Alcohol duty fraud: Action needed, say off-licences

cans of beer
Image caption The government has invested an extra £17m to tackle alcohol duty fraud

UK tax authorities are not doing enough to tackle alcohol duty fraud, claims a leading off-licence chain.

Bargain Booze told the BBC that the number of stores telling HM Revenue and Customs that they face illegal competition is rising.

Last year HMRC received over 600 reports to its tax hotline relating to alcohol fraud.

The Revenue said it acted on every piece of intelligence, but admitted investigations could take years.

The government has given HMRC £17m to tackle the gangs behind the fraud.

'Paper event'

Alcohol duty fraud in the UK often involves exporting alcohol to the EU - untaxed - and then bringing it back into the UK with false paperwork.

This method exploits EU rules which state duty does not have to be paid on alcohol when it is being transferred between registered producers or wholesalers - it is only paid when it enters the marketplace.

But the BBC's 5 live Investigates programme has learned that some lorries containing duty-unpaid alcohol meant for export never even leave the UK.

"Increasingly it's just a paper event - the lorry never goes abroad, so the actual product never leaves the UK. The lorry just stops on a lay-by somewhere and gets turned around," says Keith Webb, acting managing director of Bargain Booze.

The illicit alcohol ends up in the hands of rogue wholesalers and retailers who then sell it on at prices which legitimate traders say are only possible if duty has been evaded.

A study published by the All Party Parliamentary Beer Group earlier this year, said HMRC estimates up to 1 in 5 cans and bottles of beer sold in the UK is illicit, and beer smuggling could be costing the Treasury around £500m per year in lost duty alone.

Representatives from the alcohol retail industry claim the total cost to the Exchequer could be billions of pounds: "HMRC view the loss of revenue to the Exchequer at £1.2bn, but that excludes wine. Within the trade, the real cost to the Exchequer is viewed as something in excess of £4bn a year," says Keith Webb.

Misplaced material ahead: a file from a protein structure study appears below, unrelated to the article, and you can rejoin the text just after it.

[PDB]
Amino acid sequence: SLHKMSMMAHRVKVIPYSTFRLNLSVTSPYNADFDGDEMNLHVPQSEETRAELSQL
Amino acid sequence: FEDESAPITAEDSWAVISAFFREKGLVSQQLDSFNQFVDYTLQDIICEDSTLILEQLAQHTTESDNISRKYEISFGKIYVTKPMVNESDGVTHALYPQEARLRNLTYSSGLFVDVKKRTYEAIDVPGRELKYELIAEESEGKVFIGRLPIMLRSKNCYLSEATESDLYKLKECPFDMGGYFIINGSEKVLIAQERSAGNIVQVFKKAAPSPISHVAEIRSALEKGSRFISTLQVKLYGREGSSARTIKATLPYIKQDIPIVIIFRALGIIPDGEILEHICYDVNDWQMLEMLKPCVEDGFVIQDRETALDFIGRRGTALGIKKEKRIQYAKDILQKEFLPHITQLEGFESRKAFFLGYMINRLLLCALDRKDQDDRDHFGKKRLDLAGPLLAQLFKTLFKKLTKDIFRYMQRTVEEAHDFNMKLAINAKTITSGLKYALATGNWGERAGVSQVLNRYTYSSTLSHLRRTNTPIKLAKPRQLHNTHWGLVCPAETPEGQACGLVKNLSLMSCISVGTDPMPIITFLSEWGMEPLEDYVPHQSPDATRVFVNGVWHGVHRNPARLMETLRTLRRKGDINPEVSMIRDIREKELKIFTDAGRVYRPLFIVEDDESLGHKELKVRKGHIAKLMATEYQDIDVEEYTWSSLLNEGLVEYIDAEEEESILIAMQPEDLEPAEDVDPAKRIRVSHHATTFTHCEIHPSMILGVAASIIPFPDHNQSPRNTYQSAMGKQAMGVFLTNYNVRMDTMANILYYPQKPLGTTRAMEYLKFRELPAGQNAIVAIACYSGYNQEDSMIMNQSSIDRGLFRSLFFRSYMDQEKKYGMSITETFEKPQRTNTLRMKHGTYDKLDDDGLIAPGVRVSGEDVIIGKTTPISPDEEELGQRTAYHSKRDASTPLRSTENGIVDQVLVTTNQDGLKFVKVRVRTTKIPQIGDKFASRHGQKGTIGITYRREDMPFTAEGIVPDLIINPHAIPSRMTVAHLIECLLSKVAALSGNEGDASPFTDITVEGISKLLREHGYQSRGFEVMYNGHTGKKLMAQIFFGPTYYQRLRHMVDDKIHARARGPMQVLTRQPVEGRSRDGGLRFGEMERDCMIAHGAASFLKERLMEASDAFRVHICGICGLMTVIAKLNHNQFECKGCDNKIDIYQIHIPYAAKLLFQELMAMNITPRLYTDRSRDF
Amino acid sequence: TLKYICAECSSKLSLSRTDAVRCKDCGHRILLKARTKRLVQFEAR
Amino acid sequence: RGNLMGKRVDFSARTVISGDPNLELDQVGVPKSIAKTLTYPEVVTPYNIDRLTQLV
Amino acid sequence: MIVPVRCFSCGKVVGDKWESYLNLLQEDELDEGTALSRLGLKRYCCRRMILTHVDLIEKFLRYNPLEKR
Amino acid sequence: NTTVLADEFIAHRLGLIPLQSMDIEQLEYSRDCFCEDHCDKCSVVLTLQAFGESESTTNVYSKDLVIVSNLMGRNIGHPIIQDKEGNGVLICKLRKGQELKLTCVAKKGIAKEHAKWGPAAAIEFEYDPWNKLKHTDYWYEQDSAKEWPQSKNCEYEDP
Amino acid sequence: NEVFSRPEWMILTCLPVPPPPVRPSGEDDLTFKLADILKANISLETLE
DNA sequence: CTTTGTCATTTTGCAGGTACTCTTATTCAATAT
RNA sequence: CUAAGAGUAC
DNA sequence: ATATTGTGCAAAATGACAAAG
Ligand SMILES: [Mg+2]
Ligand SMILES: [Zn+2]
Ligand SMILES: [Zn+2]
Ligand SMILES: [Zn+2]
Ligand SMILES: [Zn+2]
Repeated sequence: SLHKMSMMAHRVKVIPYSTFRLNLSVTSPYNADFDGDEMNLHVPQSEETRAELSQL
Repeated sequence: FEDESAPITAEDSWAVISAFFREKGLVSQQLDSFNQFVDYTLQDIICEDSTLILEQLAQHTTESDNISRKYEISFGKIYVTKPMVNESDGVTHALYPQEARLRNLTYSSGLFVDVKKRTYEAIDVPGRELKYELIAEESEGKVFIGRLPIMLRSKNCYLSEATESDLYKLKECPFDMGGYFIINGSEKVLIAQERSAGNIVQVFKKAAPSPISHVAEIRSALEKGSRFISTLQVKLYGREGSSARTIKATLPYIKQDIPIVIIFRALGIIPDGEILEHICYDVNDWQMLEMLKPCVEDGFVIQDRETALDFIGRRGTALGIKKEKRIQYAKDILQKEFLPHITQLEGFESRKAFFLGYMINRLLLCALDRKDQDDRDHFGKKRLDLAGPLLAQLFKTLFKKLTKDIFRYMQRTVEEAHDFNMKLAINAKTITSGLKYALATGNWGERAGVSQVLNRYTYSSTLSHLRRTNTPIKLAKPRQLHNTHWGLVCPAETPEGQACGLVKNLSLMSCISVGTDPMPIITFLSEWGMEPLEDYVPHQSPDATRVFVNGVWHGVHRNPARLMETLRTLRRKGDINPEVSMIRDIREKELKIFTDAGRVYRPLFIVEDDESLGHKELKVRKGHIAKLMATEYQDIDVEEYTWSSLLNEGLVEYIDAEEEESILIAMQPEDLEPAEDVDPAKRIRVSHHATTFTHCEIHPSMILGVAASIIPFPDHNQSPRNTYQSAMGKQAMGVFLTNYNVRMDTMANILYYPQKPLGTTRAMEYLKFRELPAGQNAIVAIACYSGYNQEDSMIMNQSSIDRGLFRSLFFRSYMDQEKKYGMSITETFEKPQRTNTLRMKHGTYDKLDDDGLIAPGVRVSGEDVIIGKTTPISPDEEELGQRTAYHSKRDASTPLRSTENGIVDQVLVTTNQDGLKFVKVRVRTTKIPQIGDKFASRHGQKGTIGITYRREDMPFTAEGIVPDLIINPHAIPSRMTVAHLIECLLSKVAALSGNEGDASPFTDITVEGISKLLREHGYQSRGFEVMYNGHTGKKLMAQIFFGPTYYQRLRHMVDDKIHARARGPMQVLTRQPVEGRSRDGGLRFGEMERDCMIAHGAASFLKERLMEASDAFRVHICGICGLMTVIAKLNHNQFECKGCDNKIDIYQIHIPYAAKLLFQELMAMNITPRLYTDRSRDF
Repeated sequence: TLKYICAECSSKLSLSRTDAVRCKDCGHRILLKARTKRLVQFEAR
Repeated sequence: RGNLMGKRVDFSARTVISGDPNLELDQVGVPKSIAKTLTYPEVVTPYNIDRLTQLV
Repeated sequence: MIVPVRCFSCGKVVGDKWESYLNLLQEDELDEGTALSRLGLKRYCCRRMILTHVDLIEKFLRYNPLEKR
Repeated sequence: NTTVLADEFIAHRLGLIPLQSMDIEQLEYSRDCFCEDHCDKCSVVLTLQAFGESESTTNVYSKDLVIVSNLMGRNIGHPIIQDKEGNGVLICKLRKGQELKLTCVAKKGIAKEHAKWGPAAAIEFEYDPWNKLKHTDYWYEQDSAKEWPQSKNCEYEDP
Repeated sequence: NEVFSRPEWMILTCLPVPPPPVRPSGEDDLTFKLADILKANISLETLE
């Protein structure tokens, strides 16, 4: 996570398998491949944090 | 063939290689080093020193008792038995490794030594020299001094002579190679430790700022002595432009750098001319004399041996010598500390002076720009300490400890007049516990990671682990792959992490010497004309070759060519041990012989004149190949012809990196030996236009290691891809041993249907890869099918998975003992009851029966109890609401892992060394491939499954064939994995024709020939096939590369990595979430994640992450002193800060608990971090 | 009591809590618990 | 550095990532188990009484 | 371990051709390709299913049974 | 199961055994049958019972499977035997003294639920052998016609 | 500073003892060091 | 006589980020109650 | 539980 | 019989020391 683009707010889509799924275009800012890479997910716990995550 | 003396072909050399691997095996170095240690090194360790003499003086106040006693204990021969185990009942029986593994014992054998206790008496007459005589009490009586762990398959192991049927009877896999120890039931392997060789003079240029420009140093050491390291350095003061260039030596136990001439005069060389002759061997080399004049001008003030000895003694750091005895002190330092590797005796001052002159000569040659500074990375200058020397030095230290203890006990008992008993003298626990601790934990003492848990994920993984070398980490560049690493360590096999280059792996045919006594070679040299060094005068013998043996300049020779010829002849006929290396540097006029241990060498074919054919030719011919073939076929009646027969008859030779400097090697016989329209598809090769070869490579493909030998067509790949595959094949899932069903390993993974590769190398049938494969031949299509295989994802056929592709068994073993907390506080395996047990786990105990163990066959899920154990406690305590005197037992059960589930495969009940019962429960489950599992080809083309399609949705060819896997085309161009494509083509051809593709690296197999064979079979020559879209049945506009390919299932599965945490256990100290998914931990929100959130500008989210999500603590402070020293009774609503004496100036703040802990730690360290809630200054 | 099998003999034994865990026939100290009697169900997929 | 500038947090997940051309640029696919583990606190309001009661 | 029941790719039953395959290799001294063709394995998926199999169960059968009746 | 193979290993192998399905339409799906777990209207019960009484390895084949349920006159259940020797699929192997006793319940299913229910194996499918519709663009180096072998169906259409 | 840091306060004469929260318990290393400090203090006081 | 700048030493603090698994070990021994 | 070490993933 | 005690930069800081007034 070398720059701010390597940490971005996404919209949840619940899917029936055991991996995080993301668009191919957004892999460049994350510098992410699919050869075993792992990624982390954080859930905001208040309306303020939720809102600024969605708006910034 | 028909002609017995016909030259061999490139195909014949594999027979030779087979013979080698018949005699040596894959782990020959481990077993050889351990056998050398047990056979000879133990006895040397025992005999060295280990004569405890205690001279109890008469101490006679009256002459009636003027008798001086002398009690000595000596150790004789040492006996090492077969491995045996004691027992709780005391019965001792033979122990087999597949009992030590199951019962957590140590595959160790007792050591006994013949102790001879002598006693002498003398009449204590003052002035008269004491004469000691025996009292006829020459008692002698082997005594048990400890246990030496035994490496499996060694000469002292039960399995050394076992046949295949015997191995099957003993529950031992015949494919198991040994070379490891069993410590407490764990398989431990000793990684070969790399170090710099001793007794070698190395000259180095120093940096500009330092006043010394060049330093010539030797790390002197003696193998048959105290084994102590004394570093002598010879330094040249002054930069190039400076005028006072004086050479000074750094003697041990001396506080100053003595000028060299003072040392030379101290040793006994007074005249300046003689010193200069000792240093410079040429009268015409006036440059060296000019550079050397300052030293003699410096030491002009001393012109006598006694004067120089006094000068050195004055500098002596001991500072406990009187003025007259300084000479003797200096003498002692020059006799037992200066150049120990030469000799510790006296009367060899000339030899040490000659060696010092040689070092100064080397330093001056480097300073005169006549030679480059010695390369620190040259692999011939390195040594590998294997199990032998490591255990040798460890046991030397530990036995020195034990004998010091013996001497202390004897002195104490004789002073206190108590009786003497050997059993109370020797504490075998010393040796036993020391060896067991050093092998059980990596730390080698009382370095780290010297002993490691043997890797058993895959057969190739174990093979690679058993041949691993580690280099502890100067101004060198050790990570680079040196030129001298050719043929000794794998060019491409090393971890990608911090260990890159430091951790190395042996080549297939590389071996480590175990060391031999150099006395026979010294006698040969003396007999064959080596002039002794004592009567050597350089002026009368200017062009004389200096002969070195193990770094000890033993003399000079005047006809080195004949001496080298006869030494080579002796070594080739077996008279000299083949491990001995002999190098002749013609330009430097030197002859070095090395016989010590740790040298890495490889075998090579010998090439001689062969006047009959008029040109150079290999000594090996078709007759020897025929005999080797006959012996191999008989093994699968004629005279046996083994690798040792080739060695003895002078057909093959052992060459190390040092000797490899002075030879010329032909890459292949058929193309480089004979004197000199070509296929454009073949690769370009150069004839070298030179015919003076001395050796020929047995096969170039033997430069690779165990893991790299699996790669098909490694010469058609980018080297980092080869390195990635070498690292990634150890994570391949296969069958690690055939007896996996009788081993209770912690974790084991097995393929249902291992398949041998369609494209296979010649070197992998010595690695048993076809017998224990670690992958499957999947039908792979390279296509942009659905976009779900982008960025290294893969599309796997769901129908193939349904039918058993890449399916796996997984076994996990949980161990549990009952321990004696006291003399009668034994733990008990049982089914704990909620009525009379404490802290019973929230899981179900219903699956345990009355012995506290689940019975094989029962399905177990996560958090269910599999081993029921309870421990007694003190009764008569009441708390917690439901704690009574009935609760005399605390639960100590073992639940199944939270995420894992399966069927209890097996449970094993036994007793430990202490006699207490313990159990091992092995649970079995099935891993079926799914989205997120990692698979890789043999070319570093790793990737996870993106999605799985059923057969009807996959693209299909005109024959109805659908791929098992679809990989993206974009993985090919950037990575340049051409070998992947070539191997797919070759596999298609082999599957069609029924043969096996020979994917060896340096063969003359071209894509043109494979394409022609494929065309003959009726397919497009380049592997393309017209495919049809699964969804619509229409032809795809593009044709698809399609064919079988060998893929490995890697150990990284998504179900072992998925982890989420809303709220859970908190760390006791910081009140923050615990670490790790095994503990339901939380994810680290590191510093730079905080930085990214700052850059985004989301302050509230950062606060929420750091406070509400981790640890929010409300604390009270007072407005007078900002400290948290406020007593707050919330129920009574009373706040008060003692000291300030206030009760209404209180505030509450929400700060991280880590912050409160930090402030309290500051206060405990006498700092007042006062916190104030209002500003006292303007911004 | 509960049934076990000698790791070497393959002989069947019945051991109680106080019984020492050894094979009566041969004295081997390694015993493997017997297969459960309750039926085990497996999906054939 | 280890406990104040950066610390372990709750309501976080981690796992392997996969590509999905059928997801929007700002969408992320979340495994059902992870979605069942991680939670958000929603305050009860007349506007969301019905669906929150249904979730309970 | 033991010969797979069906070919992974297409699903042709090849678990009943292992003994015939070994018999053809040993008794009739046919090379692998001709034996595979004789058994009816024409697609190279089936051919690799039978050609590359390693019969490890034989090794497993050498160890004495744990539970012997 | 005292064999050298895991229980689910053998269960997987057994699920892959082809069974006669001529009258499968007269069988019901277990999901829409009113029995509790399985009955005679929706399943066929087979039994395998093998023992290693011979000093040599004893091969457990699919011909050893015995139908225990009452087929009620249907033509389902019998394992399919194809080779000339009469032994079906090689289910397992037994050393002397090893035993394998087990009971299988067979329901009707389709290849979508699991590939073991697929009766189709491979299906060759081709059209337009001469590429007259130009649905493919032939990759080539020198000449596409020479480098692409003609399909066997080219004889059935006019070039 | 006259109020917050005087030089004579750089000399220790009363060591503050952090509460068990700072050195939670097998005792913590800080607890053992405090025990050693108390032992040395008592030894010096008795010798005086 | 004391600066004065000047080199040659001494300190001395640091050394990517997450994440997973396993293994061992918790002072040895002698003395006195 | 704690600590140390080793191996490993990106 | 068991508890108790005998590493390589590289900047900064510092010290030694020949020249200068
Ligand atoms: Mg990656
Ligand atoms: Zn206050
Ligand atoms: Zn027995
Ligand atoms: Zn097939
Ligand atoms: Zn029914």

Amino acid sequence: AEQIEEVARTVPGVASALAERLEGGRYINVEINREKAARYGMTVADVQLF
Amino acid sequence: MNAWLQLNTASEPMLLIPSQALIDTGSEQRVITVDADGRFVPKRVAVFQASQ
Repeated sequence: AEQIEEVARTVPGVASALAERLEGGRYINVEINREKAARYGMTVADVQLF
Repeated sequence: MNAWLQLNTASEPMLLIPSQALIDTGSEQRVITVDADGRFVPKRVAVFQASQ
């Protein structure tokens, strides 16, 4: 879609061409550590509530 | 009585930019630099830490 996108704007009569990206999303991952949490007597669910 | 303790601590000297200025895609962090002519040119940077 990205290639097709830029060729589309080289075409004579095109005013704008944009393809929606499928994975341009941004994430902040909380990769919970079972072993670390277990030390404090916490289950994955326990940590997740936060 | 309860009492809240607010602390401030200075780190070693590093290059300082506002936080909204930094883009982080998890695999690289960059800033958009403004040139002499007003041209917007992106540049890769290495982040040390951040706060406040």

Illegal off-licences

5 live Investigates visited one suspected illegal wholesaler in the North West of England - a warehouse on an industrial estate. The programme team saw a wide range of alcohol being sold at very low prices, compared to what is offered on the high street.

For example, six bottles of Echo Falls Chardonnay was priced at £16.99 and 24 cans of Foster's lager was £13.49.

A leading legitimate cash-and-carry operator said it could not find beers and wines so cheap even at wholesale prices, let alone match the on-the-shelf price offered to members of the public.

The cash-and-carry owner, who did not want to be named due to fear of reprisal from criminal gangs, says it would have to pay around £19.35 for a box of six bottles of Echo Falls Chardonnay - of that, £11.40 would be duty.

The same amount and brand of lager would cost £16.56, with duty at £9.36 per case.

Another legitimate wholesaler based in the West Midlands told the BBC its beer sales have fallen by around £20m in the last seven years as a direct result of illegal wholesalers operating in the same area.

Another legal retailer in the North West of England said it may stop selling alcohol altogether in the next 10 years because it cannot compete with the illegal trade.

"There are outlets all over the country which are selling at prices we couldn't even get close to matching and nobody's stopping them," says David Visick from The Federation of Wholesale Distributors.

"That's the responsibility of HMRC, but HMRC is more interested in chasing the problem to the root, to find the big criminals gangs who are behind this."

Tackling criminal gangs

The BBC has been told one wholesaler suspected of alcohol fraud has been reported to HMRC over 30 times in the last 18 months - yet is still operating.

Sixteen people were convicted of alcohol fraud between 2009/2010, according to HMRC figures, and 40 civil penalties have been issued this year.

"We could chalk up a cricket score of prosecutions of small players and pawns in the organisations and that would make our outputs look good," says Andy Leggett, HMRC's deputy director of alcohol, tobacco & gambling taxes.

"But the reality is, that would have zero impact on the fraud because those people would be replaced within days."

The government has allocated £917m to HMRC to tackle tax avoidance, evasion and criminal attack over the next four years - £17m of that is to specifically target the organised criminal gangs behind alcohol fraud.

"Every single piece of intelligence is acted upon, but that does not necessarily mean we will go and knock on that specific door in the next week," says Andy Leggett. "That may lead to an investigation many years down the track or may lead to an investigation elsewhere."

Mr Leggett says HMRC is determined to tackle the criminal gangs, but disrupting their trade takes time. Enforcement officers will use criminal prosecutions and civil penalties to dismantle the illicit trade, but he acknowledges the frustration felt by other traders operating lawfully.

Earlier this year, HMRC smashed a £50m-a-year alcohol tax evasion scam - the biggest uncovered. The gang imported beers and wines from France duty-free for onward export, but the stock never left the UK and was diverted for sale without taxes and duties being paid. The ringleader, Kevin Burrage, was jailed for 10 years.

You can listen to the full report on 5 live Investigates on Sunday, 23 December, at 21:00 GMT on BBC 5 live. Listen again via the 5 live website or by downloading the 5 live Investigates podcast.

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